In sustainability circles we often talk about “the Prius effect”.  This comes from the engagement of the driver with the car.  Once the driver understands the savings due to the offset of the electrical to the fuel and you give them real-time feedback, they began to drive against the machine to improve the efficiency. The build community needs to develop dashboards or other tools for high efficiency buildings so that end users can see the benefits provided by the systems.  That buy-in is critical to sustaining efficiency over the life cycle of the building.

There is no point in doing a sustainable building for someone unless you teach and show them how to maintain it. That is one aspect I especially admire about the Living Building Challenge. The Beauty petal has components which include inspiration and education. Couldn’t we all use a little more of both?

Postponing Changes to LEED will Only Strengthen Our Sustainability Momentum

 

Lucas Hamilton

We are repurposing this blog post for this page. It contains thought leadership you may find interesting.

It was recently announced that the U.S. Green Building Council (USGBC) decided to postpone the balloting on LEED 2012 until 2013 and they are changing the name to LEEDv4.  It makes perfect sense to create a more generic name since the shelf life of the standards are not related to a specific period of time.

Rick Fedrizzi, President, CEO & Founding Chairman of USBGC outlined in his Blog the reasons for postponing and the following seem to be the key reasons:

  • The changes in the rating system where too much, too fast, especially in a weak real estate market.
  •  Some of the changes need more refinement especially with regard to the Materials & Resources category.  There appear to be whole new approaches to material selection which underwent continual revision with each public comment draft.
  • The tools and resources needed to achieve credits would not be widely available by the time the new system was slated to launch.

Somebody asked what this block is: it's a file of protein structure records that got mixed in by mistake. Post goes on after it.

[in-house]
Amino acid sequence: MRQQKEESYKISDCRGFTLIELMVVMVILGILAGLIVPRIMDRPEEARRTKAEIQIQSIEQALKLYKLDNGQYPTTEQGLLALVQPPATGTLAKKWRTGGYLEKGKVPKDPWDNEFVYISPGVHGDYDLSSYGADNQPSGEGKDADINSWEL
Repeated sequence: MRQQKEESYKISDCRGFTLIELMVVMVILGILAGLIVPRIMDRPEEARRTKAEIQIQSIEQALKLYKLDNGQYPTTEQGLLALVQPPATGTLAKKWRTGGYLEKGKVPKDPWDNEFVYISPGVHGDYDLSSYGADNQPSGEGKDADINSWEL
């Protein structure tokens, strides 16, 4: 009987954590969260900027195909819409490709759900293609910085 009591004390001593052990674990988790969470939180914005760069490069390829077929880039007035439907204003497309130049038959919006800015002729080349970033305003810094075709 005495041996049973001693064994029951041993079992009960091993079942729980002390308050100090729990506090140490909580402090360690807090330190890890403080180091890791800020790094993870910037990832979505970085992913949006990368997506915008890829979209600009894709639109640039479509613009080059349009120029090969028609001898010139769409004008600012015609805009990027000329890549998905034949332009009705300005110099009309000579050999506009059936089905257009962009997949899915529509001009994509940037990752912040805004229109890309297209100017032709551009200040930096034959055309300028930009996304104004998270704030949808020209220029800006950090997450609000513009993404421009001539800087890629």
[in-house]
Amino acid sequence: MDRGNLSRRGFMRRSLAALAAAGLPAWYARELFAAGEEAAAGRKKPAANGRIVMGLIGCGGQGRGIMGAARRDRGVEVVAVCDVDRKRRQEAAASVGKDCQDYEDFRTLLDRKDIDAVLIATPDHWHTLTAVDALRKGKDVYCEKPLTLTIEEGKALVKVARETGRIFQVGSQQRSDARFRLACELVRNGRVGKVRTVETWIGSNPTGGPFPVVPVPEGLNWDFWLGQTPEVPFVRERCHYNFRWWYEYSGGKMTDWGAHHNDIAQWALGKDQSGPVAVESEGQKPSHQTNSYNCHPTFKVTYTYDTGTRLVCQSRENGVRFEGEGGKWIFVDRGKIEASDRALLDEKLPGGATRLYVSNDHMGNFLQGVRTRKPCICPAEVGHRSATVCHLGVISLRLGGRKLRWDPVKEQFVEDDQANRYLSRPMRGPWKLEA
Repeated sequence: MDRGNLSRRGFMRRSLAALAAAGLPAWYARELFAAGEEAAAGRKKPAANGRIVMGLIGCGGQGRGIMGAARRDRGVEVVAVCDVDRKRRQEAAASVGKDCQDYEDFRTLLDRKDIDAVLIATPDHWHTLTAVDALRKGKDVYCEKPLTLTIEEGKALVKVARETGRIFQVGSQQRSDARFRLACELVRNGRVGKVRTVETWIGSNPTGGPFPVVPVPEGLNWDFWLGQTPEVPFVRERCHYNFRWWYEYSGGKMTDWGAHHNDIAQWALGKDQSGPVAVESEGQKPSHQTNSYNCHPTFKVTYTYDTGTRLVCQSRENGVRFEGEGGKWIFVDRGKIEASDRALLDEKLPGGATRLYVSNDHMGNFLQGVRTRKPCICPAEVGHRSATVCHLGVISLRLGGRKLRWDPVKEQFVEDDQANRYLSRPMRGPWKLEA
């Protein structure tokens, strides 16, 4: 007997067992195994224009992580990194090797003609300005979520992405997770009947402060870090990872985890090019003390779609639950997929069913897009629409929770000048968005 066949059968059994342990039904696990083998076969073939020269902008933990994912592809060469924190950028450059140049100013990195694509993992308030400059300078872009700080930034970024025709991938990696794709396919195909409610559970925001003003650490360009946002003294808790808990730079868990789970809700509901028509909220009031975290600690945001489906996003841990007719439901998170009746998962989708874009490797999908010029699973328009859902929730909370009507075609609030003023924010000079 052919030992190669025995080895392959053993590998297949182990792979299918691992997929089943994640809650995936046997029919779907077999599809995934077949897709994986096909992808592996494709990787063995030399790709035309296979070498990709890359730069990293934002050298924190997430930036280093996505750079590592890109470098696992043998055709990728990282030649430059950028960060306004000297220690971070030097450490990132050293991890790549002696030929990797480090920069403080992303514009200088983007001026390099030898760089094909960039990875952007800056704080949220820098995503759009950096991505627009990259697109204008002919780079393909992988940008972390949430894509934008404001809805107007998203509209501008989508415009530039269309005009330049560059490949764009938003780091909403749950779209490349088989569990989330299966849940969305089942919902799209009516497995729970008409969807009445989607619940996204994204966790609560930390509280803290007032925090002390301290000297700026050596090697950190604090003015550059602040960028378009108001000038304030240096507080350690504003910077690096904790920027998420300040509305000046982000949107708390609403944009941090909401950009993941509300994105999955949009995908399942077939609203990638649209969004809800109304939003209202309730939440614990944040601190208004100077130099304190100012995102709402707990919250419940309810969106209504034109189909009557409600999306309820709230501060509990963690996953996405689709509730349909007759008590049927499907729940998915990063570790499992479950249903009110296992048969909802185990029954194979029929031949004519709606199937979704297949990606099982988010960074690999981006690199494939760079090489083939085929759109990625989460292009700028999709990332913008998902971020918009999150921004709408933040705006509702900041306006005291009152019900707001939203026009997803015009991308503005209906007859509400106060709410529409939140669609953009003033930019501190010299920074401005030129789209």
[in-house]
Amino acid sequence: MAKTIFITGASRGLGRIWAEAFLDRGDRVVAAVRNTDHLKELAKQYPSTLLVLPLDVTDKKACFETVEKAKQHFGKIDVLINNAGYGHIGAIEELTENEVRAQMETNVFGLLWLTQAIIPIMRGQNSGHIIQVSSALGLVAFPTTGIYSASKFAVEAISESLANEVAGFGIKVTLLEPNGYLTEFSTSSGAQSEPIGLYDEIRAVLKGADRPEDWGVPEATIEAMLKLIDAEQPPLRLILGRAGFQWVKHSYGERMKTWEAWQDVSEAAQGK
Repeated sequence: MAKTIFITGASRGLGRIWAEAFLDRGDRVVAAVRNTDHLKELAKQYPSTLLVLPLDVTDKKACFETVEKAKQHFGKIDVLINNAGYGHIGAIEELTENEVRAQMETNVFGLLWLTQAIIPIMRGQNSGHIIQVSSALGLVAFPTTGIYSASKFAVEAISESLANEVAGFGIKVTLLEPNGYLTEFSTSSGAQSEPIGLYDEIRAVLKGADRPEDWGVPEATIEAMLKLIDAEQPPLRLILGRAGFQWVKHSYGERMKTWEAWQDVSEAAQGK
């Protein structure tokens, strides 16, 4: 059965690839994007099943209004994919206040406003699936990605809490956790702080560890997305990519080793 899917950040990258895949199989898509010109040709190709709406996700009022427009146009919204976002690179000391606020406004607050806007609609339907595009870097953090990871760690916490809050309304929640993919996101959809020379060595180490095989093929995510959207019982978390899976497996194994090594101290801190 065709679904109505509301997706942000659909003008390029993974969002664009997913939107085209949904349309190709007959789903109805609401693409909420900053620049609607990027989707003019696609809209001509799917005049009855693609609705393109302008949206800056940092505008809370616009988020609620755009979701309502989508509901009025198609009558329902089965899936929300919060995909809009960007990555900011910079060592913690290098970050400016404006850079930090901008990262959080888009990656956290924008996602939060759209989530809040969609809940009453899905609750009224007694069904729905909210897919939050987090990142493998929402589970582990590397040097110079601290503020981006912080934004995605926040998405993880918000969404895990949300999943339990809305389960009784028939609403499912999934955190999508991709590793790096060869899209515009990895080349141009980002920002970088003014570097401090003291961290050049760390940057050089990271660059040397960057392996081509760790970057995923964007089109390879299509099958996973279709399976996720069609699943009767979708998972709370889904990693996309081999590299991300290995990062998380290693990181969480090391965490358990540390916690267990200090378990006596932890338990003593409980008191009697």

I applaud them for having the wisdom to postpone based on the feedback they received from their stakeholders in the build community. 

If you recall, when ENERGY STAR tried to make a leap from version 2 to version 3 it was such a significant change that many stakeholders felt they were not prepared a to meet the new standard.. This caused ENERGY STAR to back off on the full upgrade and we were left with a 2.5 version to enable the build community to bridge the gap.

I think that USGBC’s decision to postpone will help them to deliver a new version of standards that are achievable while still being a stretch. Programs such as this are important to help us to continue to raise the bar in the sustainability arena. LEED has been pivotal in moving the marketplace with regard to green building and we are seeing this in the changes to state building codes across the country. 

Stay tuned.  There will continue to be feedback opportunities as LEEDv4 is revised.

Lucas Hamilton is Manager, Building Science Applications for CertainTeed Corporation

Do Your Part to Extend the IRS Section 25c Tax Credit for Home Energy Improvements

 

Lucas Hamilton

Lucas Hamilton is Manager, Building Science Applications for CertainTeed Corporation

Both homeowners and manufacturers have benefited from the Energy Tax credits offered from 2009 – 2011 for home improvements that improve energy efficiency. For example, adding insulation to attics and basements, replacing drafty doors and windows and replacing a roof with an ENERGY STAR rated roof.  At a time when homeowners have been tightening their belts, this credit helped to sustain the building industry through upgrading and remodeling in the current home inventory.

A large part of the building inventory in the U.S. is over 30 years old.  The building codes where not as stringent back then and what we are learning is that the building envelopes are not as tight as they should be.  Statistics from ENERGY STAR show that homes that have added insulation to attic spaces, basement ceilings, and walls have seen a reduction in their heating/cooling bills over time.

On December 31, 2011, the Energy Tax Credits will expire. Yet, the work to improve the efficiency of homes and buildings is far from over.

As member of the Insulation Contractors Association of America (ICAA) & Council of NAIMA, CertainTeed supports the extension of Energy Tax Credits – IRS Section 25c until 12/31/2013.

Please write your Senator and Congressional representative to:

  • Extend the expiration date to 12/31/2013.
  • Raise the tax credit cap to $1500 from $500.
  •  Include the cost of labor for building envelope components (like insulation) the tax credit calculation.

Please visit www.capwiz.com/insulate/home/  to see the issue and a model letter.  Click the Take Action button – the support letter is already there – fill in the sender information and hit send message.  It’s that easy!

 

 

Energy Awareness Begins with You

As we approach the close of Energy Awareness Month remember it is never too late to start improving energy efficiency whether in your home or in you life.

With tax rebates about to end, possibly forever, this is the last opportunity to reduce the cost of replacing windows or doors or insulating that attic.